The decision left the reform program in place, allowing students to receive privately funded scholarships to attend the school of their family’s choice.
In February, Fulton County Superior Court Judge Kimberly Esmond Adams dismissed the lawsuit, filed in 2014 by representatives of the Southern Education Foundation, a nonprofit organization promoting the interests of government schools. The plaintiffs claimed offering tax credits for private school scholarship expenses and tuition gave the program’s donors illegal benefits and allowed government schools to be commandeered by private organizations donating to the program.
Reformers ‘Very Pleased’
Kelly McCutchen, president of the Georgia Public Policy Foundation, says Georgia’s children will benefit from the lawsuit’s dismissal.
“We are, of course, very pleased the court struck down this spurious lawsuit,” McCutchen said. “We think low- and middle-income children deserve access to the education that best fits their needs.”
Currently, the fund is limited to $58 million per year, or about $63 per Georgia child between the ages of 5 and 18. McCutchen says the program should be expanded so more children can benefit.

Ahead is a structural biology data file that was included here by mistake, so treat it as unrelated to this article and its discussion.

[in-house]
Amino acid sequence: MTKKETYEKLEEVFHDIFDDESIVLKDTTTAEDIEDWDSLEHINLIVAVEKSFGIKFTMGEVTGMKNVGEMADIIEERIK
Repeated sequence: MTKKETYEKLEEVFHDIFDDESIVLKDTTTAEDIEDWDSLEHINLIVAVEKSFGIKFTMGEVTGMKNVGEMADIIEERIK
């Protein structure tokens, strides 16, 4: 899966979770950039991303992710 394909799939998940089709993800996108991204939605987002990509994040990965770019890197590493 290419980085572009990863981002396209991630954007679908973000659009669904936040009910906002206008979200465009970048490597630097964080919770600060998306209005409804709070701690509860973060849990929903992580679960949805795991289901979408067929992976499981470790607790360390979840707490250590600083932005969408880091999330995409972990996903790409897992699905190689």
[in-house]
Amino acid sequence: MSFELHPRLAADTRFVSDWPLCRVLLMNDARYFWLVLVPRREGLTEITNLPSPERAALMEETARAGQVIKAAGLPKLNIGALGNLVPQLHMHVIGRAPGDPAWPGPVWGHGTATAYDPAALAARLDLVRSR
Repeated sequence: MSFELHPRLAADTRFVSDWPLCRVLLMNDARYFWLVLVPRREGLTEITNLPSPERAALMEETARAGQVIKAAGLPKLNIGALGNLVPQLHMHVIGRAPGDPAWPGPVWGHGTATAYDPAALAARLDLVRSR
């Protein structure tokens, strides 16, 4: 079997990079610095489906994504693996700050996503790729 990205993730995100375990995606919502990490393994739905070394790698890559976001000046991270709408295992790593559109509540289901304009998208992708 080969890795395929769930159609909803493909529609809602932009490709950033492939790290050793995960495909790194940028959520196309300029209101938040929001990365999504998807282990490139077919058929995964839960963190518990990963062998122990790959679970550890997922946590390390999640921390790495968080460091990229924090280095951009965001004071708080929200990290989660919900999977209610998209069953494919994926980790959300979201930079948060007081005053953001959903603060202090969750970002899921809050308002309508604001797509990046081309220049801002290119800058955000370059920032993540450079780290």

“The cap for this program has been [reached] on the very first day it was opened for contributions for the last two years,” McCutchen said. “Now that all legal challenges have been clearly overcome, it is time for the Georgia General Assembly to raise the cap.”
Efficient Use of Money Cited
Jim Kelly, general counsel for Georgia Greater Opportunities for Access to Learning (GOAL) Scholarship, Inc., one of the nonprofit organizations tasked with awarding scholarships under the tax credit program, says the program gives taxpayers more bang for their buck than government schools can provide.
“The average adjusted gross income of GOAL scholarship families has been $25,496,” Kelly said. “Yet, GOAL is able to offer scholarships to both low- and middle-income families while keeping its average scholarship award to around $3,682, which is significantly less than the $4,500 average per-pupil amount the state spends to educate a student in public school.”
Calls for Expansion
Kelly says the cap on the tax credit program keeps far too many children in substandard schools.
“Of course, low-income families who cannot access financial aid to send their children to better schools face the tragic reality of having to keep their children in substandard public schools,” Kelly said. “But an underappreciated reality is that so many middle-income families who desire to send their children to safe and character-forming private schools are not able to [meet the required costs].”
Jenni White ([email protected]) writes from Oklahoma City, Oklahoma.
Barry Friedman and Genevieve Lakier, “‘To Regulate,’ Not ‘To Prohibit’: Limiting the Commerce Power,” Supreme Court Review: https://heartland.org/policy-documents/regulate-not-prohibit-limiting-commerce-power/